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Thursday, January 6, 2011

Home Is Where the Heart Is

As most of you know I was extremely lucky to spend Christmas back home in the states with my family and friends! For those who came to visit me, I thank you so much! I really appreciate your efforts to stay in contact with me and for your understanding in knowing that it is not always easy for me to do so in return. However I love writing to you all and I very much enjoy reading your comments! So, one of my resolutions for 2011, is to blog atleast once a month. I know it's nothing big but it will be an improvement :)
I had a wonderful holiday break which consisted of a lot of family Yahtzee games near the Christmas tree, fun 'sistes-only' outings to the Boston aquarium and the local YMCA (for mainly hot-tub and sauna uses...haha), long nights sitting with friends- catching up on all that has happened over the past year; and family parties at my grandparents, which always consisted of delicious holiday food and fun :)

I very much enjoyed going to resturants again and going to the movie theater. I had a blast going shopping with all the gift cards I got for Christmas :) Thank you again for those fantastic presents! I was able to get so many toys and books to bring back to Tonga with me for the use of my school library and to share with my community.
My favorite times were when I was just chatting with my family and watching tv together in our warm home beside the Christmas tree. Brit and I even spent many nights sleeping on the sofas in the living room just admiring the lit Christmas tree :)
I hope you all had a wonderful Christmas and I thank you for letting me be apart of it once more this season. It was so wonderful to spend time with each of you and I feel so blessed to have such AMAZING, and loving people in my life.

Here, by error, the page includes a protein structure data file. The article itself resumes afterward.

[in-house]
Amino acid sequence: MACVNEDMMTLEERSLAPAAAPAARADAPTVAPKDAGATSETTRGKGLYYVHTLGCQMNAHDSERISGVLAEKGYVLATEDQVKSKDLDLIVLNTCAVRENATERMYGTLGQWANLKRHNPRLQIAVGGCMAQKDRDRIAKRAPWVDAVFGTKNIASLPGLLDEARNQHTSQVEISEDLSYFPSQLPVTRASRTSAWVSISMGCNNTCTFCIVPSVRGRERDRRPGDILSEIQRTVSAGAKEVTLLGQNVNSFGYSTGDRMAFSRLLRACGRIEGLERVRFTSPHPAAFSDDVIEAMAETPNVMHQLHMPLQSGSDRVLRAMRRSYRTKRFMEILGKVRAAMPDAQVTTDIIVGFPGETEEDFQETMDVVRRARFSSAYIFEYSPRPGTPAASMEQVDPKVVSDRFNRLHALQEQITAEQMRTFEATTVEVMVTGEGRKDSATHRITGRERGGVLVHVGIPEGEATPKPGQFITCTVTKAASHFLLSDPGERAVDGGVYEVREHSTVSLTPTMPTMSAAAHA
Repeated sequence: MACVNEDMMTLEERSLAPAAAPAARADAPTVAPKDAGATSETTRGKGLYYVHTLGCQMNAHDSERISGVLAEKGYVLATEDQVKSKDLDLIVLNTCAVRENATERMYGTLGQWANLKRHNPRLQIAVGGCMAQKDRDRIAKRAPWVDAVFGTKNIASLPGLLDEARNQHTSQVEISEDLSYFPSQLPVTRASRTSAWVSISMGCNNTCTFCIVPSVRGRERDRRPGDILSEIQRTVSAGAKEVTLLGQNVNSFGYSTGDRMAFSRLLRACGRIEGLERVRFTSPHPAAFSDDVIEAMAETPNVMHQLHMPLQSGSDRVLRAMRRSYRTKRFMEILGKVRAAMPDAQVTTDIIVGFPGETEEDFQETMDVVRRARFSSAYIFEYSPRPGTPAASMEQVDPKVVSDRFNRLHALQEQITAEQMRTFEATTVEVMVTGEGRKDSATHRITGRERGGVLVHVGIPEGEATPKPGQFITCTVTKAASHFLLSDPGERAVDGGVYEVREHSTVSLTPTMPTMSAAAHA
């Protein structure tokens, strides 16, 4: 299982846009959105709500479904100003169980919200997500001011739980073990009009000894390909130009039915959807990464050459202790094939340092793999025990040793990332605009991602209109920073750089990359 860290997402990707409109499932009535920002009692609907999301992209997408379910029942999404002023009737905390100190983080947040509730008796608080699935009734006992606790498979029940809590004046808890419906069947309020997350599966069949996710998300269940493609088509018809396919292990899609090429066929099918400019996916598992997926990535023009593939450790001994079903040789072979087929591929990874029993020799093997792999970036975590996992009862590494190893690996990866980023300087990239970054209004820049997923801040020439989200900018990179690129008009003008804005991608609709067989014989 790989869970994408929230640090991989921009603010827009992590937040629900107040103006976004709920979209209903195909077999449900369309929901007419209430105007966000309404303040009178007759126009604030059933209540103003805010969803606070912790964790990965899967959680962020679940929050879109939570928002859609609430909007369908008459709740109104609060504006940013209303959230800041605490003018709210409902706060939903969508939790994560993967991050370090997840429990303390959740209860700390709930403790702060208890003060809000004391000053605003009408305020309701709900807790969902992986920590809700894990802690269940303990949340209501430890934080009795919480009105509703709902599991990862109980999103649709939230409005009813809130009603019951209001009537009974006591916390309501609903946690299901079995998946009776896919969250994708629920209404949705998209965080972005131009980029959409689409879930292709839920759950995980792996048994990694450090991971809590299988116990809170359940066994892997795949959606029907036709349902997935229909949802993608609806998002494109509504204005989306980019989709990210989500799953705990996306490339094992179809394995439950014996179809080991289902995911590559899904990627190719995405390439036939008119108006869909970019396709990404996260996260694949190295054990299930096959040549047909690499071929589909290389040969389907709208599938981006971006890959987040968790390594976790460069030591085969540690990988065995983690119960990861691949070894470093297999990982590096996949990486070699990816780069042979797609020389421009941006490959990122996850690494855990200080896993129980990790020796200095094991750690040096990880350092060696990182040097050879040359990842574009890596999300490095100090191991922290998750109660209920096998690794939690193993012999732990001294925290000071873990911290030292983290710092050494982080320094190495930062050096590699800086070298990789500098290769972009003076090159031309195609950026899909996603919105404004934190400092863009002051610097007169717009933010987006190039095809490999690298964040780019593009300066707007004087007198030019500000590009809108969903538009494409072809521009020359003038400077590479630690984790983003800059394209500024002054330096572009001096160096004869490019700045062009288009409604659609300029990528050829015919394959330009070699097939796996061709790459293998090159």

God bless each of you as you move forward into the new year!
Hope you enjoy some of these pics from my time at home :)
'Ofa atu!

Tuesday, January 4, 2011

Goal # 3

Peace Corps Volunteers work hard to complete three very important goals: share our American culture, values, and knowledge to our host community and country; learn from the host country's culture, values, and knowledge, and lastly, return home to America and share your experience with your fellow friends and family. This cycle helps promote peace and acceptance through the sharing of the experiences and lifestyles of Peace Corps Volunteers during their service. It helps to break down the ignorance and prejudice in our world while at the same time encouraging people to embrace those differences and be reminded of just how unique we all are.

Today I hope to expand on Goal #3 as I visit a local elementary school in Weymouth, MA to give a presentation on my Peace Corps experience thus far in the Kingdom of Tonga.

Almost one year ago, my mother, a second grade teacher at Ralph Talbot Elementary School, proposed an idea that would forever change the way this small Weymouth public school would communicate with the world.

She suggested that before I left for Tonga, I speak to the students on the mission of Peace Corps and describe my upcoming journey to the South Pacific country, Tonga. While I had but only Google images of the islands, and Wikipedia facts on Tonga's culture, housing, and fashion, I spoke to the students and left them with a Tongan dictionary in hopes that perhaps my mother's classroom could stay in touch by writing to myself and my Tongan community.

That short presentation was a wonderful opportunity to share why I wanted to become a PCV and where I was going and now, after almost a year and a half, I plan to visit Ralph Talbot again to share pictures and stories from the islands of Tonga!

I do hope to continue contact with the students for the remainder of my time out there. It has been a lot of fun sending pictures, letters and fun postcards to the kids and I know it really widens their perspecitve of the world and encourages them to learn about other peoples and walks of life.

Wish me luck! I hope I get through the school doors in my full Tongan dress!

'Ofa atu ka kimoutolu!